Flowers While We’re Living is a call to action to celebrate, love and fight for trans women of colour

"We face some of the highest rates of interpersonal violence, often at the hands of people in our own 'communities,'" says co-host Coco Supreme


FLOWERS WHILE WE’RE LIVING featuring COCO SUPREME, ALASKA B, NINKURU ZINDURU, I. M. BROWN, FRANNY MORENO, RAVYN WNGZ and others at Buddies in Bad Times Theatre (12 Alexander), Thursday (June 22), 8:15 pm. $15. buddiesinbadtimes.com.


On Thursday, DIY collective Unit 2 and Ninkuru Zinduru present Flowers While We’re Living, a night that places BIPOC/racialized trans and queer artists squarely in the spotlight. It’s multidisciplinary, with words, dance, music and more. The event assures the participating artists a safe space and community to shine in, a far too rare occurrence. 

Co-hosts Kim Ninkuru and Coco Supreme talk to NOW about the night of love and resistance.

What’s the meaning of the show’s title?

Coco Supreme: It’s a reference to a phrase I’d seen circulating around social media about the countless deaths of trans Black, Indigenous women and women of colour around the world. We face some of the highest rates of interpersonal violence, often at the hands of people in our own “communities.” And our labour, love and sacrifices are far too often invisibilized. 

Yet often we see people who have hurt us performing a sort of mourning of trans women who have been taken from us, while here’s little media coverage of these murders and little action to seek justice, as in the case of Sumaya Dalmar in 2015. Oftentimes victims are labelled “cross-dressers,” “drag queens” or just gay men. 

FWWL is essentially a call to action to celebrate, love and fight for trans women and femmes of colour so that we aren’t put in situations of violence. I also see it as an homage to Marsha P. Johnson, who did a lot of work around gay liberation and protecting young street-based sex workers and was an incendiary part of the Stonewall Riots. She used to wear flower crowns she made, which recall the DIY glam that comes from having to be creative with no resources. This show serves as a reminder to be conscious of her sacrifices.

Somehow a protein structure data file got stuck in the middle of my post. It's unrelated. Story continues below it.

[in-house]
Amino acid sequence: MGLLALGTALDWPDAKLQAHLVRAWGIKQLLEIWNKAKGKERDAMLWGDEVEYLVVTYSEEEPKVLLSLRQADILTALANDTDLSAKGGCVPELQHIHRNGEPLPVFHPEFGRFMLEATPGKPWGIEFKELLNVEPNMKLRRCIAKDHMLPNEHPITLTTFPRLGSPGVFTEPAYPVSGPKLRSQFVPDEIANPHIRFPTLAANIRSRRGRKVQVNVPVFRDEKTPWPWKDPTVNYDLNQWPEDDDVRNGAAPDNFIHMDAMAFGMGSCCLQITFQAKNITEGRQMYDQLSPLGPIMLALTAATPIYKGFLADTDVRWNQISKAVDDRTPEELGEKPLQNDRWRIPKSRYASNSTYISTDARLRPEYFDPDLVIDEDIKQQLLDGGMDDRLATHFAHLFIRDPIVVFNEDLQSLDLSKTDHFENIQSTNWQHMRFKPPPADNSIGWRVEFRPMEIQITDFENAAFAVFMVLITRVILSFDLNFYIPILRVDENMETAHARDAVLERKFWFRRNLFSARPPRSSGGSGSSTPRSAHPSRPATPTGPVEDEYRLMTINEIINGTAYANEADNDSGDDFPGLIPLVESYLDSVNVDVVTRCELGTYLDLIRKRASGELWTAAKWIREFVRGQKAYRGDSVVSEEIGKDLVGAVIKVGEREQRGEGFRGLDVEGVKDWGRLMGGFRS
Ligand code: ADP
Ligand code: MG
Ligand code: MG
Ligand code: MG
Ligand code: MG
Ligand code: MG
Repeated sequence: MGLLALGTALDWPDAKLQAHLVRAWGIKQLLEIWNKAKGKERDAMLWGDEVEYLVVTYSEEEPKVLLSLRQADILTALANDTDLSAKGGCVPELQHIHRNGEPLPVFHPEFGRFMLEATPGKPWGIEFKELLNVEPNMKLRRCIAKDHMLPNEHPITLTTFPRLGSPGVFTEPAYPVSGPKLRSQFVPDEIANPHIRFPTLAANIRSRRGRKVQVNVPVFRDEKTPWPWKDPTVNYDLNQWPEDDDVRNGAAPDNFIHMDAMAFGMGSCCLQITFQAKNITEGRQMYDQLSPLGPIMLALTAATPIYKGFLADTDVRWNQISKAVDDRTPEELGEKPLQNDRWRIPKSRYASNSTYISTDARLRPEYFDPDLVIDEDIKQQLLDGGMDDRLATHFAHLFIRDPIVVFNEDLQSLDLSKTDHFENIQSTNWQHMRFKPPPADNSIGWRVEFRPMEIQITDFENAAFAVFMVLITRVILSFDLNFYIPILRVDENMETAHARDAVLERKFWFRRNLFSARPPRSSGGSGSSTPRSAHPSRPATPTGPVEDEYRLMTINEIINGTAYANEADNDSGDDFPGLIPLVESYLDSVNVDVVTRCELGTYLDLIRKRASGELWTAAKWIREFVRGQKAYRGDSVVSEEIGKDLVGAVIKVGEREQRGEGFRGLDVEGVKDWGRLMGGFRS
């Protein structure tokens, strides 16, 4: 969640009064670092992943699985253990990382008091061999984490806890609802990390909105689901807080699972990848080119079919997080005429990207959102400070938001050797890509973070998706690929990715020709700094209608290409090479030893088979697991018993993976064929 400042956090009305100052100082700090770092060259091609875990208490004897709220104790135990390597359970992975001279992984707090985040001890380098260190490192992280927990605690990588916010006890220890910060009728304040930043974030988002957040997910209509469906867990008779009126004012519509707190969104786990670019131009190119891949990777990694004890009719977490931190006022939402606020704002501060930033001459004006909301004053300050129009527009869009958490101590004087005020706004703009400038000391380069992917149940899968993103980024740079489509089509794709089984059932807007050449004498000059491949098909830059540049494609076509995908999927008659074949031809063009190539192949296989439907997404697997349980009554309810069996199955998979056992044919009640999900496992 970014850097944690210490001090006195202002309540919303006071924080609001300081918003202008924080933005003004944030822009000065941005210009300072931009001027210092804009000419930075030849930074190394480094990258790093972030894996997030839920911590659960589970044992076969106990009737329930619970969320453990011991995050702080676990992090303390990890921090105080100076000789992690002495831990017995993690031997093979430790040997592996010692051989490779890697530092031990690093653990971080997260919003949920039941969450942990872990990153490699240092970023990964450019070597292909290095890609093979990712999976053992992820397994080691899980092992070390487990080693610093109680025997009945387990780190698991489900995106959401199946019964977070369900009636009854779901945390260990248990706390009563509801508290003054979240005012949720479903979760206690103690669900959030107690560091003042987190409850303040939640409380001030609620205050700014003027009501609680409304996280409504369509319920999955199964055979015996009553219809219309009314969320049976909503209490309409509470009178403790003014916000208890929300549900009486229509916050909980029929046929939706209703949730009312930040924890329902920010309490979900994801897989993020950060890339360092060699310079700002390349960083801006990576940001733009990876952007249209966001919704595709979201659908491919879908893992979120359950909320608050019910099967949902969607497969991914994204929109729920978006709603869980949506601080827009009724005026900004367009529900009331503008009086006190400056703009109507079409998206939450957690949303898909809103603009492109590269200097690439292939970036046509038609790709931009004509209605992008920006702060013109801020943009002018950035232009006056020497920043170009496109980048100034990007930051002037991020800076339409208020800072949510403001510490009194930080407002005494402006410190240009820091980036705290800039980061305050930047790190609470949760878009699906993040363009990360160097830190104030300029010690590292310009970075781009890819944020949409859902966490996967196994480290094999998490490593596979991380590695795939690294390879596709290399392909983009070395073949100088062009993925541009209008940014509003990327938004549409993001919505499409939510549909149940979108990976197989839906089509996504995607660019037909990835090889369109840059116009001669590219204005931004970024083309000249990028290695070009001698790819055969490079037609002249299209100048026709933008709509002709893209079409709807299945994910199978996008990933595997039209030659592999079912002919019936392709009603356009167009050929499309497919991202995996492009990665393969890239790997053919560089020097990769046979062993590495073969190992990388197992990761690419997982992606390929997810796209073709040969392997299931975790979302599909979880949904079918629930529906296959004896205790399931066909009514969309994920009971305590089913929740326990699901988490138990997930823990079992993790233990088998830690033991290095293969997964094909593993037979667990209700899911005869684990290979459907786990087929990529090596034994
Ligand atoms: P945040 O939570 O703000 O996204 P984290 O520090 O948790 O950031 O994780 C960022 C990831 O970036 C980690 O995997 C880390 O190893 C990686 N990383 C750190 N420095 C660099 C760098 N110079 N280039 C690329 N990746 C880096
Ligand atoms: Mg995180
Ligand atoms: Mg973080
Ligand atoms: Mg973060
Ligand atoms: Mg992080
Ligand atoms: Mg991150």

Tell me about the artists and night.

Kim Ninkuru: All [are] amazingly talented. It’s a night to celebrate, and also remind us that until all trans women of colour are free, nobody is free. Expect to be taught a few lessons about freedom, love and resistance.

For those who have never seen you spin, Coco, who is Coco Supreme?

Coco Supreme: It’s hard to answer because trans people are expected to have these narratives of “transgressing” and “transitioning.” It’s hard to define Coco Supreme because I feel like I’m very dynamic. But I’ll pretend this is a Tinder bio and say, “She’s a young girl not really interested in partaking in narratives of success or transitioning, but is trying to do big things and make her friends be really extra at the club.”

What’s the best part of this event for you?

Coco Supreme: The strong friendships among young trans women and femmes is one of the most sacred things in the world, so it’s really a blessing to be able to work together.

Will FWWL be ongoing?

Ninkuru: We’re definitely going to make this into an ongoing series. We want to show that trans women of colour deserve all the space, all the love and all the funds to make it through life.

music@nowtoronto.com | @chakavgrier

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